The Hal Higdon plan called for 8 miles today, although my ER plan had me down for 9. Since I ran 7 miles last Sunday, I decided that eight was enough today. I recall from my last half marathon training cycle that the challenge of going from 5-6 miles to 8-10+ took some acclimation. I was concerned that I’d hit the wall after 45 minutes or so, but I never felt depleted. I stayed around 80% of max HR throughout the run, largely due to maintaining an easy, but steady, pace.

Before I took my first step on the Bethpage bike trail, I had a frustrating experience trying to find a place to park my car. I’m planning to get a 2014 Empire Passport so I didn’t want to pay the Bethpage parking fee today. I was hoping that they weren’t charging for entrance this morning, but when I arrived I saw that the toll house was open for business. I thought about other options and turned around. I then drove to the small lot that is located off E. Bethpage Rd near Old Country Rd.

When I arrived at this lot, every one of its ten or so spots was filled. So much for that. I was 30 minutes past my planned start time and still had no place to park my car. I was going to park along Haypath Rd. but I wasn’t sure that was okay. I then noticed some cars with people who looked like runners parking along Colonial Rd and found a spot near them. I took care to see any signs restricting parking along the street. Seeing none, I parked and crossed the road to the bike trail.

It was only a few minutes after that when I saw TPP. Despite her claim that she was struggling, she looked strong as I watched her coming south in my direction. I wanted to follow the trail north all the way to Sunnyside Blvd. After a few minutes of running in that direction, TPP decided to head back to the lot where she’d parked. She’s really cut down on simple carbs and sugar and has been having trouble maintaining her targeted performance levels. I’m confident that will soon change.

I wasn’t thrilled about covering the section of trail north of Washington Ave because it has a series of long hills. It was no picnic, but I did better than expected. I’m sure last weekend’s hilly workout helped prepare me for today’s. The only difficult times were when I was coming up steep hills against 12 MPH winds. I maintained the best pace I could, shortened my stride and got through those situations fairly well.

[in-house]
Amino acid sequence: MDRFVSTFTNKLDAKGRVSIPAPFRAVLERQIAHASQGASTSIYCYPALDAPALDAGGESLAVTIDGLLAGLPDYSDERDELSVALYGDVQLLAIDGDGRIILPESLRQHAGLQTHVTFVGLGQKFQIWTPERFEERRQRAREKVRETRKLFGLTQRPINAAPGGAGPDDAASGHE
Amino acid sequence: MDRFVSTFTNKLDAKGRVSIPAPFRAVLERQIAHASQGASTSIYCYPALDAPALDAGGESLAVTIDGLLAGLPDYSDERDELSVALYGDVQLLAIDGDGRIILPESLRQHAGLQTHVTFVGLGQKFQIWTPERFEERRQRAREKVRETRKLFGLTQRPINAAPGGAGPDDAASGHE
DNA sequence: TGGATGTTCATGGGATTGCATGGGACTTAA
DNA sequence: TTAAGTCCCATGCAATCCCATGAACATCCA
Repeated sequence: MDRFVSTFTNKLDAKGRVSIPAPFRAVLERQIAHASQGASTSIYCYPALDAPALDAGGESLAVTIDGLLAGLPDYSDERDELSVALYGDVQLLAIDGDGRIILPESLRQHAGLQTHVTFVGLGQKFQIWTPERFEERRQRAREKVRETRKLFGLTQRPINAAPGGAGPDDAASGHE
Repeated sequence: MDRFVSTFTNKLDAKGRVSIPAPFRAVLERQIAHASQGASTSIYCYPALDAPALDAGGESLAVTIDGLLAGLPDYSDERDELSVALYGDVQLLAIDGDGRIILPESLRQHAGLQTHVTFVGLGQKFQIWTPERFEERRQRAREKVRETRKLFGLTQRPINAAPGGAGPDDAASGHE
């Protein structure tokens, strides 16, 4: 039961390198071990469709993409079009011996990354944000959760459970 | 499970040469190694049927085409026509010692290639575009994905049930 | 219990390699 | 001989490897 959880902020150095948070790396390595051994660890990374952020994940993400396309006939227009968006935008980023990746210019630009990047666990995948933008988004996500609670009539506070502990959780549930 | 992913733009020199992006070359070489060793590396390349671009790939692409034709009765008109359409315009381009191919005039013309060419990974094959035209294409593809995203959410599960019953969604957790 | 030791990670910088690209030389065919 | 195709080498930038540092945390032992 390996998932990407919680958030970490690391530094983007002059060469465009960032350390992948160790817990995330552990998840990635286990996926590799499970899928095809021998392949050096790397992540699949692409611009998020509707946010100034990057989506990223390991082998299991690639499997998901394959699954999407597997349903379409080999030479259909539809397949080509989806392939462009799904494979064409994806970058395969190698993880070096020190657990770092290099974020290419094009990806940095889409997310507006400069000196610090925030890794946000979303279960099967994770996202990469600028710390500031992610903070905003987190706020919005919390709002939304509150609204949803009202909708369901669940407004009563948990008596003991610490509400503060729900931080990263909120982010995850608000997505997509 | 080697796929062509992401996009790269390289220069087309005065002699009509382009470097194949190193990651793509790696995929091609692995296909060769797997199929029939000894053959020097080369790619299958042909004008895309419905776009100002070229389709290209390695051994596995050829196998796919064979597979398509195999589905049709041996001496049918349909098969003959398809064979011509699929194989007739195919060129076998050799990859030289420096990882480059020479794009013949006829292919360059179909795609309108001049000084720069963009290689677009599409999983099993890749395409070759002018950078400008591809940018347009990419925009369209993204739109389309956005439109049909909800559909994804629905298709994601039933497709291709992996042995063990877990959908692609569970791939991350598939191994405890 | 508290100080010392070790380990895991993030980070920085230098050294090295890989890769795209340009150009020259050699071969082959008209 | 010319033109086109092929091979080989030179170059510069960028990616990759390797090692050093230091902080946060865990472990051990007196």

Today’s route, with out-and-backs at both ends

It takes a while to cover eight miles and I ended up needing to go south of my starting point to pick up miles 7 and 8. That took me close to the start of the north trail. I kept waiting for my energy level to drop but it never wavered, except when I was a couple of tenths away from my finish point. That was obviously a psychological response to almost being done.

This training program has been nudging my weekly mileage beyond my average of 18. The past couple of weeks were 21 miles and this week I covered 23. That was with two rest days instead of my usual one, meaning my average run length has increased measurably since I’ve started training for Brooklyn.

Bethpage running with a clear head

Bi-directional out-n-back

Today’s run (Bethpage State Park): 5.5 miles

The downside to taking headache remedies is when those medicines affect the quality of my sleep. Although Excedrin is merely a combination of aspirin, acetaminophen and caffeine, it is amazingly effective in treating my migraine-like headaches. Unfortunately, caffeine taken late in the day, plus pseudoephedrine, makes it hard for me to get to sleep that night.

That was the case last night, but somehow I managed to wake up feeling rested and refreshed. Perhaps it was the absence of a pounding headache that made the difference. The weather outside was sunny and bright, although it felt unseasonably cold. I put on a long sleeved 1/4 zip shirt and a pair of lightweight running pants and headed to Bethpage for a run.

When I arrived at the park, there was a line of cars waiting to get through the entry tollbooth. That was very unusual for an early Sunday morning. As I moved closer I noticed kids being dropped off and when it was my turn to go through, my park friend told me that a big soccer tournament was being held today. I proceeded to the lot where I usually have my choice of spots and saw that the lot was as full as a Long Island train station at 9 AM. I finally found a place and quickly made my way to the trail head.

My route today went west on the old bike path for half a mile before I reversed direction to take on the big hill. My plan was to start the northern trail extension at the one mile mark and then do a four mile out and back. I felt good on the run, the high forties temperature and steady breeze counteracted the heat from the sun. The only negative was something in the air (pollen?) that aggravated my throat a little.

There were lots of cyclists out and a handful of runners. At one point I was running up a steep hill when a young woman came up on my left, said good morning and was gone from sight in less than a minute. She was probably running in the six minute mile range. I often wish I could run at that speed, but I know it requires a much different approach to training than I’m willing to follow. It also helps to be younger.

After the turnaround, I prepared for the predominantly uphill section that I’d face for the next half mile. That went by surprisingly smoothly and I finished my run feeling strong. When I got to my car, I noticed there were still cars swarming around, looking for spots. I guess the tournament must be an all day thing.  But I was done, ready to start my non-running day. It was great to run outside after yesterday’s gloomy weather. Best of all, no more pounding headache.